Ericsson chief executive Borje Ekholm slammed a decision from the Swedish Post and Telecom Authority to ban Huawei from bidding in future auctions of 5G spectrum.
Speaking to the Financial Times (FT), he said that the ban would restrict free trade and delay the nation's 5G rollout.
“I belong in that category that believes competition makes us longer term a better company. It may be painful shorter term but longer term it drives us to be more innovative and make better products for our customers,” he told FT.
The auction was set to take place on 10 November but was delayed due to Huawei appealing the PTS decision, leading to a court suspension of the order.
He acknowledged 5G networks were becoming further subject to national security risks, but added Swedish regulators had also deviated from guidelines set by the European Union and launched its own ban with its own interpretation.
The chief executive added that Huawei was a major competitor but that it was "important to maintain" joint work on setting industry standards, referencing the Shenzhen-based tech firm's collaboration with the 3rd Generation Partnership Project (3GPP), The Institute of Electrical and Electronics Engineers and many others.
“Think about 4G — the debate in Europe was: what is the killer app? The Americans and Chinese rolled out 4G fastest and the app economy for consumers is now dominated by American and Chinese firms. 5G is going to be the same but for enterprise. Slowing the rollout of 5G is a risk for the economy. Europe risks falling behind again,” he concluded.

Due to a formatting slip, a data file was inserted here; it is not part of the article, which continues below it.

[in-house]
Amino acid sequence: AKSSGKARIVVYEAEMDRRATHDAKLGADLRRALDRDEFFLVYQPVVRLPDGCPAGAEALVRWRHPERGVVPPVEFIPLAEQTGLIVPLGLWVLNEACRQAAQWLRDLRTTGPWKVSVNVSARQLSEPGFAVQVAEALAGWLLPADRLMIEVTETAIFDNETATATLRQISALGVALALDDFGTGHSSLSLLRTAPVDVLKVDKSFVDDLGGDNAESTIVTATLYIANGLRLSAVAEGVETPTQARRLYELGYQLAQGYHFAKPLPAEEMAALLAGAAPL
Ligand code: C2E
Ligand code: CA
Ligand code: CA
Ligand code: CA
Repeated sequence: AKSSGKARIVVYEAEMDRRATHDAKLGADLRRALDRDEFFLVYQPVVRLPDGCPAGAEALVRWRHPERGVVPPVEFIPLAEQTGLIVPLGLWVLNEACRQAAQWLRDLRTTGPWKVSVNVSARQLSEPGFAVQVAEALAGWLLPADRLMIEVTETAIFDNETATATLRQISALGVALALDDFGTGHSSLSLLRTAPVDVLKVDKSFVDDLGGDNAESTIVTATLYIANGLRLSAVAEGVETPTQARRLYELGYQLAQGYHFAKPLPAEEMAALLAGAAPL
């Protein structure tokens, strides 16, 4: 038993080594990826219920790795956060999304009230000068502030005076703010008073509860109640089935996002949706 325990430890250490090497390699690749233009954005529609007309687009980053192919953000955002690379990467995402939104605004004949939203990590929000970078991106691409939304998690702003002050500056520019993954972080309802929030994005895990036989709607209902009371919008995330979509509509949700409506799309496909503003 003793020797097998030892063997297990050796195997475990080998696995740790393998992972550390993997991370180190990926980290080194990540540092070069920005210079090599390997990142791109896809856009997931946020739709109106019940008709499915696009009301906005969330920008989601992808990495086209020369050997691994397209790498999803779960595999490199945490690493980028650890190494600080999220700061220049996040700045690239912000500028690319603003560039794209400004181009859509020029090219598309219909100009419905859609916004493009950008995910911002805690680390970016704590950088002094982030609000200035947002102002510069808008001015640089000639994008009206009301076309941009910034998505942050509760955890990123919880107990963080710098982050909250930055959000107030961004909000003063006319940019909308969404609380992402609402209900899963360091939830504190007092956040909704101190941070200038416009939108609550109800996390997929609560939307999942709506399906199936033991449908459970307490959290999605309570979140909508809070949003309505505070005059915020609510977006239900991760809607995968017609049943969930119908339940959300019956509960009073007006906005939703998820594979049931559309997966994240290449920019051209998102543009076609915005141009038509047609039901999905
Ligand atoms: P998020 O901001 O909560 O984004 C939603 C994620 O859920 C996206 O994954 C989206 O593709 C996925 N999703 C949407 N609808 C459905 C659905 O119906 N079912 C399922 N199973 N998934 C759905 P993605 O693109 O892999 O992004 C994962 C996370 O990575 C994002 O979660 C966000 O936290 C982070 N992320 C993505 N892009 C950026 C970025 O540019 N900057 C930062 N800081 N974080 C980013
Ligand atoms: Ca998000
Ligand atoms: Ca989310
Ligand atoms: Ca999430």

The news comes after Huawei slammed the PTS decision to bar operators from using Huawei kit in 5G networks in October, stating it was "surprised and disappointed" by the move and that it would appeal the decision.
Huawei was targeted by the Trump administration and blacklisted along with dozens of Chinese tech firms in May last year, with Australia, the United Kingdom and Sweden barring the world's largest IT equipment provider from national 5G networks and passing several trade restrictions to the tech giant's access to key technologies, including semiconductors.